Checking the Semantic Key
As shown in the figure, in an RAP data model, the key of a database table is often made up of the client field and a UUID field, whose value is assigned automatically by the RAP runtime when you create a new instance of the business object. This field combination is sufficient to ensure that the system can identify each record in the table uniquely. However, as well as this technical key, each object also has a semantic key - in this case the combination of airline and flight number, which must also be unique according to the business logic. In order to ensure the uniqueness of this field combination, you must implement your own check in the form of a validation.
You declare validations in the behavior definition of the CDS view entity, and implement them in the behavior implementation class.
Input Checks in the App
As well as checking the semantic key, there are other checks that you need to perform. For example, although the generated app allows you to create, read, update and delete data, it does not yet contain any consistency checks. Consequently, you can create flight connections for airlines that don't exist, or where the departure and destination airports are the same.
To prevent this from happening, you define further validations in the behavior definition, and implement them in the behavior implementation class.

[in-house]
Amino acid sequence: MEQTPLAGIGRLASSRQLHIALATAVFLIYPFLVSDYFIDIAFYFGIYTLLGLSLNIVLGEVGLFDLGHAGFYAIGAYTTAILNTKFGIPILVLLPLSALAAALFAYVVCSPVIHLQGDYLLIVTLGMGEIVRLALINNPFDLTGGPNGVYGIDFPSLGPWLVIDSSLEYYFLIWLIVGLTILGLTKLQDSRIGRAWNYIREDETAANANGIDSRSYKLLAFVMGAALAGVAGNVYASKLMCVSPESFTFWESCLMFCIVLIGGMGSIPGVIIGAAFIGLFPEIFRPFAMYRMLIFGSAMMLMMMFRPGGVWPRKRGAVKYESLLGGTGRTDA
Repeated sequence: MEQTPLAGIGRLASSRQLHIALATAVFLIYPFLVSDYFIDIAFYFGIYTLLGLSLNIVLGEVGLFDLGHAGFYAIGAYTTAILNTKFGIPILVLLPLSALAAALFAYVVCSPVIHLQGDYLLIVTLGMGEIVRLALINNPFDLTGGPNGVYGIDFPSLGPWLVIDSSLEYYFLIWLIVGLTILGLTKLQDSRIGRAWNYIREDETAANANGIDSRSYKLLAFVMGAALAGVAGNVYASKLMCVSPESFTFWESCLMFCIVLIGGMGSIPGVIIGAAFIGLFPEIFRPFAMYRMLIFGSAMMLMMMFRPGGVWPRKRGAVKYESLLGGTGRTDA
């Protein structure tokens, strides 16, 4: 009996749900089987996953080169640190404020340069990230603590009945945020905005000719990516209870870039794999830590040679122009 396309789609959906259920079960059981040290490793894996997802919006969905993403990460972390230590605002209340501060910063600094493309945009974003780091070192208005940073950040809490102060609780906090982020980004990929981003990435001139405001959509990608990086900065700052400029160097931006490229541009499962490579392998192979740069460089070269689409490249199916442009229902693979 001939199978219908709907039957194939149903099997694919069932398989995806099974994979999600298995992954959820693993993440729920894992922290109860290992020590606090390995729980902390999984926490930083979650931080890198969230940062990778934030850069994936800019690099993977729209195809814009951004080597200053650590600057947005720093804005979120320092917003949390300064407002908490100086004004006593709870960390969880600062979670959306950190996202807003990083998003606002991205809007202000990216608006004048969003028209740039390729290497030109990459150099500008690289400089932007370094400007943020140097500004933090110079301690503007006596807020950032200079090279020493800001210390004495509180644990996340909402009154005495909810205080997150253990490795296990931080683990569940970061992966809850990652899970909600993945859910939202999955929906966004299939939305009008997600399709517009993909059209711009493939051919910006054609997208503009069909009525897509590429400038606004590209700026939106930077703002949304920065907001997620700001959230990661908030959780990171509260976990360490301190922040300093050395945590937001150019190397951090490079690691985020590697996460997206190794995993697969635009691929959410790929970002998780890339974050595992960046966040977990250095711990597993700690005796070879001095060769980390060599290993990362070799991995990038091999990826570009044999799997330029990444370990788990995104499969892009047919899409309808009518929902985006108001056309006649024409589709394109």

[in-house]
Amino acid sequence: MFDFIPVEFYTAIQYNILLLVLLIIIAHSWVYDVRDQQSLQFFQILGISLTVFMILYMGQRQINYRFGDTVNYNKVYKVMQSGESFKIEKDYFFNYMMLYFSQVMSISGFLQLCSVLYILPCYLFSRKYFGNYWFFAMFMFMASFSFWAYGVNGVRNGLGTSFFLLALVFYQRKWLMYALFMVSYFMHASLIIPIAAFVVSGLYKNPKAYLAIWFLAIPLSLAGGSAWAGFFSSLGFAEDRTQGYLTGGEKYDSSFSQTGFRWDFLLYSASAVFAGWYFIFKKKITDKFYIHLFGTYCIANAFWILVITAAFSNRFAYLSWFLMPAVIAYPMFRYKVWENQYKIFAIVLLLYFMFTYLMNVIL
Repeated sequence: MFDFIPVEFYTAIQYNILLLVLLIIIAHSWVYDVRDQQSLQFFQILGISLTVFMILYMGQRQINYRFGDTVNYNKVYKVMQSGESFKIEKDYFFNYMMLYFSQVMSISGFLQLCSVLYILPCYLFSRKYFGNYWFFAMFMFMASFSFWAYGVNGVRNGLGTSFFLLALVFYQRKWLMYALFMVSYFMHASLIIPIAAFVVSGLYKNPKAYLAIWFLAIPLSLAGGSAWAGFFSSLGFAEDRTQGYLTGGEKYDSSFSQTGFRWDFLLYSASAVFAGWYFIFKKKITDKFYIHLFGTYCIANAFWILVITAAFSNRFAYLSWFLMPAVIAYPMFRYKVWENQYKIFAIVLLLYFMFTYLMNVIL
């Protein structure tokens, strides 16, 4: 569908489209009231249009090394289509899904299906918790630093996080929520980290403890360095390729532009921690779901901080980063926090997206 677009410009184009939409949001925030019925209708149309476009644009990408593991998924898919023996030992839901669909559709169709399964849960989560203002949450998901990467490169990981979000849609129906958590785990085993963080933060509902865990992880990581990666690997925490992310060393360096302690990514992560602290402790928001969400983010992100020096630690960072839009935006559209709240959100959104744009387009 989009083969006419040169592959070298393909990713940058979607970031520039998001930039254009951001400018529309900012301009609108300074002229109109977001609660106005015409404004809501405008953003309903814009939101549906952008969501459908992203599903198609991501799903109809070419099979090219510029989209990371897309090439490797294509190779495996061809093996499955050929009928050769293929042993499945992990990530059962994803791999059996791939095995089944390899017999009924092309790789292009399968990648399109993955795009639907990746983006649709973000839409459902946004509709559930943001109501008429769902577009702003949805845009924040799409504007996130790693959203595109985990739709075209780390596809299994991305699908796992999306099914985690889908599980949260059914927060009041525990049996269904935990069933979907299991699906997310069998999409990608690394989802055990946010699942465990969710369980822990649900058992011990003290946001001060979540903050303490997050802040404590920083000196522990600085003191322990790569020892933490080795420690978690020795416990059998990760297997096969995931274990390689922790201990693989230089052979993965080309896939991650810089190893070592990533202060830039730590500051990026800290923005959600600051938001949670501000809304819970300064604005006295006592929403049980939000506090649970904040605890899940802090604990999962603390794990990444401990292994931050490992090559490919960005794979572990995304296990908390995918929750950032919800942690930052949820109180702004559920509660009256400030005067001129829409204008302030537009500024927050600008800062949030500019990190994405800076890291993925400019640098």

Creating Message Texts
Before you create the validation, you must create the texts that you want to display. You do this using a message class. A message class is a collection of up to 1000 messages that belong to a particular application area. As shown in the figure, each text has a number which identifies the message uniquely within the message class.
To create a new message class, choose File → New → Other… and type message into the filter field. Double-click the Message Class entry in the hit list, then enter a package, name, and description for the new message class. Choose Next.
Assign the message class to a transport request and choose Finish.
Messages can also contain placeholders, which are replaced with concrete values when the message is displayed. Placeholders are denoted by the ampersand symbol followed by a number. You can use up to four placeholders in each message.
Defining the Validation
To define a validation, you add a validation declaration to the behavior definition of your business object. In this example, the validation should be performed whenever the user saves a data record, and this could be either when they create the record or if they subsequently change it.
When you define the validation in the behavior definition, a warning tells you that the corresponding method does not exist. Use a quick fix (key combination Ctrl + 1) to add the method to the behavior implementation. The behavior implementation is a local class within your behavior pool. The method definition contains the addition FOR VALIDATE ON SAVE, which identifies it as the implementation of the validation. It has an importing parameter KEYS. This is an internal table containing the keys of the created or changed objects. You use these to read the actual data that the user has entered.
The addition FOR Connection~CheckSemanticKey links the method with the validation CheckSemanticKey from the behavior definition. Here, Connection is the alias name of the view entity Z_I_CONNECTION.